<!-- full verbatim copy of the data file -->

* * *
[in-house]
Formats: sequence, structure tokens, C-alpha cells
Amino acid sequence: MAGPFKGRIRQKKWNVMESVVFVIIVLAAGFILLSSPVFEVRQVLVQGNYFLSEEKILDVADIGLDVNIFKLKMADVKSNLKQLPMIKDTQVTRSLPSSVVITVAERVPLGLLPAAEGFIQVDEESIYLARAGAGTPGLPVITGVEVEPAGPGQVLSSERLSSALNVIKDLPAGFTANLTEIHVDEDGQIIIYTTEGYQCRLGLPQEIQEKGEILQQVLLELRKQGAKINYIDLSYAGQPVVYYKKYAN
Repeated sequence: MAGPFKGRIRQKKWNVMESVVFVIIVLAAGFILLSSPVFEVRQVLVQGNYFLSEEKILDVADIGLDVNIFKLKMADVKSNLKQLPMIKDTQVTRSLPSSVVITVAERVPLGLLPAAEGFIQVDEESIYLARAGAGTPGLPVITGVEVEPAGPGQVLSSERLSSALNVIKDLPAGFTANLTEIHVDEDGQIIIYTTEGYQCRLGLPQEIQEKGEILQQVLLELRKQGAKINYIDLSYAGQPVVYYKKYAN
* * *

[in-house]
Formats: sequence, structure tokens, C-alpha cells
Amino acid sequence: MAGPFKGRIRQKKWNVMESVVFVIIVLAAGFILLSSPVFEVRQVLVQGNYFLSEEKILDVADIGLDVNIFKLKMADVKSNLKQLPMIKDTQVTRSLPSSVVITVAERVPLGLLPAAEGFIQVDEESIYLARAGAGTPGLPVITGVEVEPAGPGQVLSSERLSSALNVIKDLPAGFTANLTEIHVDEDGQIIIYTTEGYQCRLGLPQEIQEKGEILQQVLLELRKQGAKINYIDLSYAGQPVVYYKKYAN
Repeated sequence: MAGPFKGRIRQKKWNVMESVVFVIIVLAAGFILLSSPVFEVRQVLVQGNYFLSEEKILDVADIGLDVNIFKLKMADVKSNLKQLPMIKDTQVTRSLPSSVVITVAERVPLGLLPAAEGFIQVDEESIYLARAGAGTPGLPVITGVEVEPAGPGQVLSSERLSSALNVIKDLPAGFTANLTEIHVDEDGQIIIYTTEGYQCRLGLPQEIQEKGEILQQVLLELRKQGAKINYIDLSYAGQPVVYYKKYAN